May 13, 2008, 02:39 PM

Over a prolific career in television and film, Fernando Meirelles has moved fluidly between tones and themes. In his features, he has tackled subjects as varied as working-class women in Brazil ("Maids"), the machinations and moral quandaries of Westerners in Africa ("The Constant Gardener") and the gritty life of teenagers in Brazilian favelas ("City of God"). His newest project is "Blindness" -- a metaphoric tale of survival and collective psychology written by Don McKellar, starring Julianne Moore and Mark Ruffalo and based on Jose Saramago's acclaimed novel -- in which an unnamed city is stricken by a plague of blindness. THR's Steven Zeitchik caught up with the director before "Blindness" opened the 61st annual Festival de Cannes.

The Hollywood Reporter: It would seem that of all the books one could film, "Blindness" may be the most tricky -- its story is so impressionistic, almost allegorical, with so few specifics. Was it difficult to translate that visually?
Fernando Meirelles: You know, I read the book both in English and in Portugese. In English it was difficult, but when you read it in Portugese it's even worse because it's an old Portugese. You also never think the story happens in a contemporary time -- you think maybe it's the '30s or '40s -- and you don't know where it takes place. My first thought was to set the movie in the 1940's.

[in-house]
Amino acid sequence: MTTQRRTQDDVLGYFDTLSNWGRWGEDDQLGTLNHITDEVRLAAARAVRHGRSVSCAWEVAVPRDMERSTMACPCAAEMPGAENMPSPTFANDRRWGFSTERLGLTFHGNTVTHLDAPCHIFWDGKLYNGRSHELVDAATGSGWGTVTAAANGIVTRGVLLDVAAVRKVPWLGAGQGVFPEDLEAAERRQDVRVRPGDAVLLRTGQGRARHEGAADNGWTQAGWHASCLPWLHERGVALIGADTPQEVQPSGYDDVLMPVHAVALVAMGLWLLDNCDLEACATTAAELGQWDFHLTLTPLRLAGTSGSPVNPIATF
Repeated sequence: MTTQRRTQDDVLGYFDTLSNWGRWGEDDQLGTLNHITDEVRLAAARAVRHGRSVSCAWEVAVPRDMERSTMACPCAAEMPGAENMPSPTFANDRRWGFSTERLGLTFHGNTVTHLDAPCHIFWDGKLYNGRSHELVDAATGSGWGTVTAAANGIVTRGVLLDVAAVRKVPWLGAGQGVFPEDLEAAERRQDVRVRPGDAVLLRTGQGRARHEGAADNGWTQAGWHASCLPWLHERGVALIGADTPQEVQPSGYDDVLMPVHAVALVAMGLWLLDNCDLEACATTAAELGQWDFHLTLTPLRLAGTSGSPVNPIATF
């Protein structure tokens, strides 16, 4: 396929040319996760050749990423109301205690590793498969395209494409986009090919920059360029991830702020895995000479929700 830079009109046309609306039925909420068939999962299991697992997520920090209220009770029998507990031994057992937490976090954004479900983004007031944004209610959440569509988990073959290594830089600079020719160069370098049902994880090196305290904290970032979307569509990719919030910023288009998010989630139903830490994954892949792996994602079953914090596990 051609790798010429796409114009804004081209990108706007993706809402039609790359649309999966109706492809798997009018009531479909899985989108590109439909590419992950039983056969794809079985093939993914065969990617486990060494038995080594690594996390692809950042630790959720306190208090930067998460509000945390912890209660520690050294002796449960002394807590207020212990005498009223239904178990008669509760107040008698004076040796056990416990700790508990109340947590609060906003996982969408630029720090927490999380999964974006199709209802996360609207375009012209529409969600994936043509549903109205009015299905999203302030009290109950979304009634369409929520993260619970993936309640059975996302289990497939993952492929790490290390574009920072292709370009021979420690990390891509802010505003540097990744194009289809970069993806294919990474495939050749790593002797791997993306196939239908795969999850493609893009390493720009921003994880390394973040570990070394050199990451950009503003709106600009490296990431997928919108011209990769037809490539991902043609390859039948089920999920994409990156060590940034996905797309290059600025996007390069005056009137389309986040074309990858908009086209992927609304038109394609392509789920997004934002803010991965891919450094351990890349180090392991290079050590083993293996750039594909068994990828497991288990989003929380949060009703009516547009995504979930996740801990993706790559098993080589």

THR: But you decided to update it.
Meirelles: I wanted to make a contemporary film, to make it with ordinary people in a contemporary city so people can have a relationship with the characters. I begin with imagery that makes it feel like a normal film. It even feels a little like a romantic comedy. It's like everyday life, and then little by little you're dragged into a world that's very different.

THR: You also chose to shoot in English -- was that also to give it more accessibility, at least to some filmgoers?
Meirelles: Actually, if I had a choice I would have done it in Portugese. But the problem is that a film in Brazil can only cost $4 million or $5 million. You couldn't pay for it. So we had to do it in English so an American company (Miramax) could help pay. But I have people speaking in slightly bad English so you don't know where it is. I also wanted to make it like the novel and not set it in a specific place. It should be generic. That's why we shot in Sao Paulo. It's the third- or fourth-biggest city in the world but nobody knows it, which is good. I don't want viewers to know exactly where they are.

THR: The word is that Saramago has long been skeptical of anyone doing a "Blindness" movie. Were you conscious of that as you shot? Did he ever get involved?
Meirelles: Actually, sometimes the film expresses more of Saramago's point-of-view than mine. But he didn't get involved. We've spoken and he didn't want to interfere. I asked him specific questions. I wanted his input. But he never gave it. He said "I wrote the book and you make the movie." The only thing he ever asked was for me to cast a big dog as this character the Dog of Tears.

THR: That's an odd request.
Meirelles: I don't know why he was so insistent. I read an interview recently where he said "The Dog of Tears is my favorite character." But I don't know why.

THR: You've examined such diverse subjects in your films, and yet there always seems to be this common thread: of people in difficult circumstances struggling to do the right thing.